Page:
The Officer in Charge of Central America and Panama Affairs, John M. Leddy, sent this memorandum to the Assistant Secretary of State for Inter-American Affairs, John Moors Cabot on May 21, 1953. This memorandum comes a year after the CIA information report included, and the perspective towards Guatemala described has changed significantly. It focuses primarily on the Soviet communist influence present in Guatemala: “A gigantic May Day celebration was used as a Commie display of strength, and the Communist labor leader Gutierrez made a rabid speech threatening the opposition with destruction.” The strong and fearful language used in this line is a sharp contrast from the mostly unconcerned reporting from 1952. This document shows an extreme escalation in fear towards Guatemala and communist influence, that would lead to Eisenhower’s approval of PBSuccess just a few months later, in August. The beginnings of this plan are seen in the final section, which discusses military and arms deals with El Salvador and Honduras.
Leddy also expresses concern about United States businesses under the subheading “American Interests Under Attack,” a section that takes up about a fourth of the document. He mentions UFCO first, writing, “The United Fruit Company remains a prime target of the leftist Government coalition. The seizure of three-fourths of the Fruit Company’s land on the Pacific side, under the Agrarian Law, has been finalized.” Though Decree 900 was compared to the New Deal in the 1952 report, after the expropriation of UFCO land, it is framed by Leddy as a communist threat to the United States. The fact that the section on U.S. business interests is so significant in the memorandum and that UFCO is named a “prime target” reveals the importance of economic motives to top U.S. officials.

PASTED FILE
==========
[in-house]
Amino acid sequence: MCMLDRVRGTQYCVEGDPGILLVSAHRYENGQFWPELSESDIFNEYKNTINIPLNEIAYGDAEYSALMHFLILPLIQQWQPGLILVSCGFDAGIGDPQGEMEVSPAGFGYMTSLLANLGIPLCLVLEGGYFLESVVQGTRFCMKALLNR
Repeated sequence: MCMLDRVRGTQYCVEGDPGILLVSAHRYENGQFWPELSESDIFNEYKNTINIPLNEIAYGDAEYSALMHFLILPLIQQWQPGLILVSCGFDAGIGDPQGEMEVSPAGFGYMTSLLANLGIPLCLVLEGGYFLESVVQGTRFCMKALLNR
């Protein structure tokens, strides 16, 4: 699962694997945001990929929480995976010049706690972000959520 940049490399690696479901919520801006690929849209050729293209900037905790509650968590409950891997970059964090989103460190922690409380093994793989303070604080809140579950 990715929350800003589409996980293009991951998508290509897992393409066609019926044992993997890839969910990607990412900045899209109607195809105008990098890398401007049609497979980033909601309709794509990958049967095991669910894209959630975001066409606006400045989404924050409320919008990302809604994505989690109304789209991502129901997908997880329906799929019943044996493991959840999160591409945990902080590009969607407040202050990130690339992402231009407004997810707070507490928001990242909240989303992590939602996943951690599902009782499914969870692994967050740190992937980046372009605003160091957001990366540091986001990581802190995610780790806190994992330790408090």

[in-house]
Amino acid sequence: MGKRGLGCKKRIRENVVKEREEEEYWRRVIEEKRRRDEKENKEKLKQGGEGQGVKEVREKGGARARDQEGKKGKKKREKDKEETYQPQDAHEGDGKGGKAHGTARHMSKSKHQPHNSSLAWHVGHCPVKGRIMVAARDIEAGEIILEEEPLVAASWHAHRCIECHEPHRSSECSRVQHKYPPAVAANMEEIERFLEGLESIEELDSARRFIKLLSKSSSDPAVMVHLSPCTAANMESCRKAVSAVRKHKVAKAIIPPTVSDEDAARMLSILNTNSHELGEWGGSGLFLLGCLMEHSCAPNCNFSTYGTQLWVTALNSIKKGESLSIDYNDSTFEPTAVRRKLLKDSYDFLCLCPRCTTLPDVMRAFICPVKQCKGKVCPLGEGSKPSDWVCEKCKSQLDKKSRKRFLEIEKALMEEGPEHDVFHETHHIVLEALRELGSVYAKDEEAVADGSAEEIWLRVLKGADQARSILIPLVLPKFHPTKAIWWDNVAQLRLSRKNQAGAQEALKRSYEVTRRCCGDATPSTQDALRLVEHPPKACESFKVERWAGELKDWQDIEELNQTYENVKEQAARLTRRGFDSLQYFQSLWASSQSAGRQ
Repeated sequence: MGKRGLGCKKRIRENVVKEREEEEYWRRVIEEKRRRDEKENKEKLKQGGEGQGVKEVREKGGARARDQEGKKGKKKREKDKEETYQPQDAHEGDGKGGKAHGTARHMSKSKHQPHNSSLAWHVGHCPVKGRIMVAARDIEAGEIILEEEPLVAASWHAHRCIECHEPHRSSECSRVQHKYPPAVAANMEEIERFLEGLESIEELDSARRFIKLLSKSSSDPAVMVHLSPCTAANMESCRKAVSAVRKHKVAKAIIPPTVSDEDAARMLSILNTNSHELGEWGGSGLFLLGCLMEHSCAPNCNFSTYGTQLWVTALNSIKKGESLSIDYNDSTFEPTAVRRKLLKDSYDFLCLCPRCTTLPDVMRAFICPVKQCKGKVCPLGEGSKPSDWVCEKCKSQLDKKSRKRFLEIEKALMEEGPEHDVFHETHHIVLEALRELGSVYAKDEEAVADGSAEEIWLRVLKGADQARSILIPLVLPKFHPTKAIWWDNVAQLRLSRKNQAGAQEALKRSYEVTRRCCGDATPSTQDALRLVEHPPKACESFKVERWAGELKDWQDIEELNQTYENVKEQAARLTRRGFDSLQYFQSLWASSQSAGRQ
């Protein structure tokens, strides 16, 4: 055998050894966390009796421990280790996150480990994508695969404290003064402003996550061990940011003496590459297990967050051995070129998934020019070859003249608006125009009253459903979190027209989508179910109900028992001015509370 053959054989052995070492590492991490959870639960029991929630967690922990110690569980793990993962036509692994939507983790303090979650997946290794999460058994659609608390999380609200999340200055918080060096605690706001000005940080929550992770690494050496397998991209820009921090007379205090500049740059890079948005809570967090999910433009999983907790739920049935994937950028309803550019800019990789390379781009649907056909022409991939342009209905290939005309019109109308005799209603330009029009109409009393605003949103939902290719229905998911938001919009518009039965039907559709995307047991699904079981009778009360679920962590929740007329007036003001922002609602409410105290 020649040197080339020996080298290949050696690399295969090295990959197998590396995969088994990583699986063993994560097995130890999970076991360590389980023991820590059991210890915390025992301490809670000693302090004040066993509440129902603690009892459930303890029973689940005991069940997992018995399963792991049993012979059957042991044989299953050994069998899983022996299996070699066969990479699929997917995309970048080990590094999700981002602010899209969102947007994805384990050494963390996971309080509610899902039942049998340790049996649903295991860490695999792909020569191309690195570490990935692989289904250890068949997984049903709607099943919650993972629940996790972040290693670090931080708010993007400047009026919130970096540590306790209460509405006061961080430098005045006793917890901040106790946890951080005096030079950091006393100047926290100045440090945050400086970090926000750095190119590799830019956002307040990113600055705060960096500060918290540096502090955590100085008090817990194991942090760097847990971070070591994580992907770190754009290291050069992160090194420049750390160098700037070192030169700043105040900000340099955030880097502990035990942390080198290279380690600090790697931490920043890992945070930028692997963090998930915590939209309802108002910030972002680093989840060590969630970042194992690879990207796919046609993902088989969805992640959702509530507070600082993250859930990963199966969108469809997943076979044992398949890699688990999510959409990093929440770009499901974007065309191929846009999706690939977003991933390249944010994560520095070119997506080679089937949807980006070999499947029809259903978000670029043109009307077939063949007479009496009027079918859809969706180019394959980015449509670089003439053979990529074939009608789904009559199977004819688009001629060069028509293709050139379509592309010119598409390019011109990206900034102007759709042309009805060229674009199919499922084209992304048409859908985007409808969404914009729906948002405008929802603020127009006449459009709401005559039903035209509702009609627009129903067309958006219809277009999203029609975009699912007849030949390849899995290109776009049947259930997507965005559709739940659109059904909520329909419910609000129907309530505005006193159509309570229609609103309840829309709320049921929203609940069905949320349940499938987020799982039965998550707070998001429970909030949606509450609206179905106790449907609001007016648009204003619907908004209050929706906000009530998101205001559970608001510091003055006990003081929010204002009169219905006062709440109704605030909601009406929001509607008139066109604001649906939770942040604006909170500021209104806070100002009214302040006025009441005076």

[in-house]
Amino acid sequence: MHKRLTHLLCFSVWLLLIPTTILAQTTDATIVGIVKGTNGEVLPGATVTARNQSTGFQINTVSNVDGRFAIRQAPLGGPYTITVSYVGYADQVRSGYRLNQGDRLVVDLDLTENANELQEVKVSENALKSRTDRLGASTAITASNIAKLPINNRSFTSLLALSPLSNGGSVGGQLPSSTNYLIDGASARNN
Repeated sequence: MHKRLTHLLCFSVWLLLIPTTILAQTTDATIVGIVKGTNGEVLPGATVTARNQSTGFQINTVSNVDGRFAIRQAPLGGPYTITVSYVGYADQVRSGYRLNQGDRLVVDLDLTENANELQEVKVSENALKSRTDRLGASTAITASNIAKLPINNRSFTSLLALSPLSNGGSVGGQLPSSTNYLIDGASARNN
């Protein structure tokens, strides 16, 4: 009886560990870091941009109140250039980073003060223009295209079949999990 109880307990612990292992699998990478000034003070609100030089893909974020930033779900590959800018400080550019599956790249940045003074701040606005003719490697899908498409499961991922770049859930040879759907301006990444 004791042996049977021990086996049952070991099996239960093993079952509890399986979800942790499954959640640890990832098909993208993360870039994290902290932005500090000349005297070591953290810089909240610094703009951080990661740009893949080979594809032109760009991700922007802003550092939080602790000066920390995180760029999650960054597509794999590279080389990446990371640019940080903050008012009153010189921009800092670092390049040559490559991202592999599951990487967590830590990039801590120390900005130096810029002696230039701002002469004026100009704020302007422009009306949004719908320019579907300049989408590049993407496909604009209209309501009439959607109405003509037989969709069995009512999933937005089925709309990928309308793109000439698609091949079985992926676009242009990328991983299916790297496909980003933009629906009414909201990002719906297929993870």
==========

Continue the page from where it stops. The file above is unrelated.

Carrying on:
“III. American Interests Under Attack
1. The United Fruit Company remains a prime target of the leftist Government coalition. The seizure of three-fourths of the Fruit Company’s land on the Pacific side, under the Agrarian Law, has been finalized. We have notified the Guatemalan Ambassador that we will wish to discuss this in the normal representation of American interests, in order that prompt, adequate and effective compensation may be made. No reply has been received. The Fruit Company will ask the Department to present a claim for the value of its seized holdings but it has not yet referred this claim to the Department for action.
2. International Railways of Central America is also under recurring attack. An embargo was placed on its property about two months ago on a tax claim of $3.5 million but was later withdrawn, since the tax case is before the courts.
3. The Electric Light and Power Company, a wholly owned American and Foreign Power subsidiary, is under threat from two sources: first, hydroelectric power development by the Guatemalan Government which would take water from the river supplying two of the company’s plants; and second, revision of its concession contracts as a result of action by a Congressional committee dominated by Communists. This American company has notified the Department that in spite of all its efforts to come to an agreement with the Guatemalan Government it regards its future outlook as very pessimistic.”
Link to full text: https://history.state.gov/historicaldocuments/frus1952-54v04/d423
Leddy, John M. Memorandum to John Moors Cabot. “Memorandum by the Officer in Charge of Central America and Panama Affairs (Leddy) to the Assistant Secretary of State for Inter-American Affairs (Cabot).” U.S. Department of State Office of the Historian, May 21, 1953. https://history.state.gov/historicaldocuments/frus1952-54v04/d423.